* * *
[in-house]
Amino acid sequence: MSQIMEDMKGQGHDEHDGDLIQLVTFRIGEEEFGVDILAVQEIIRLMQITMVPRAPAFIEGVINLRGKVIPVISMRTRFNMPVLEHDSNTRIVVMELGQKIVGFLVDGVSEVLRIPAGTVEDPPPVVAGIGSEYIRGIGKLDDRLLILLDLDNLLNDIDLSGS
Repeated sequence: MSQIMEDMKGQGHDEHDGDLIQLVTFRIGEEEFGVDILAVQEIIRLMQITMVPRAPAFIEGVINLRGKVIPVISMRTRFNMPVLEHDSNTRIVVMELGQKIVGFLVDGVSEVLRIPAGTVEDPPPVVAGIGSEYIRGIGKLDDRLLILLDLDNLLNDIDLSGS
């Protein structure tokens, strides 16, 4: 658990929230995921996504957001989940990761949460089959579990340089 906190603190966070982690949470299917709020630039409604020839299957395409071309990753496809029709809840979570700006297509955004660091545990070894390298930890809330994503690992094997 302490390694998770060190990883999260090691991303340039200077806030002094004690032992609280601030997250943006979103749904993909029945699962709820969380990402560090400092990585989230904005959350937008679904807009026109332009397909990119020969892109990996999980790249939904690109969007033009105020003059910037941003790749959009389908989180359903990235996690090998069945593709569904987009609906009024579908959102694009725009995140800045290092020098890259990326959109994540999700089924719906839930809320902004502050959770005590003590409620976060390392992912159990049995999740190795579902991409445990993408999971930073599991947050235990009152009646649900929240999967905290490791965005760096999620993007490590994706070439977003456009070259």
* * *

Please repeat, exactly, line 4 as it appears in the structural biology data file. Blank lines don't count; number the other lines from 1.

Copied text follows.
């Protein structure tokens, strides 16, 4: 658990929230995921996504957001989940990761949460089959579990340089 906190603190966070982690949470299917709020630039409604020839299957395409071309990753496809029709809840979570700006297509955004660091545990070894390298930890809330994503690992094997 302490390694998770060190990883999260090691991303340039200077806030002094004690032992609280601030997250943006979103749904993909029945699962709820969380990402560090400092990585989230904005959350937008679904807009026109332009397909990119020969892109990996999980790249939904690109969007033009105020003059910037941003790749959009389908989180359903990235996690090998069945593709569904987009609906009024579908959102694009725009995140800045290092020098890259990326959109994540999700089924719906839930809320902004502050959770005590003590409620976060390392992912159990049995999740190795579902991409445990993408999971930073599991947050235990009152009646649900929240999967905290490791965005760096999620993007490590994706070439977003456009070259």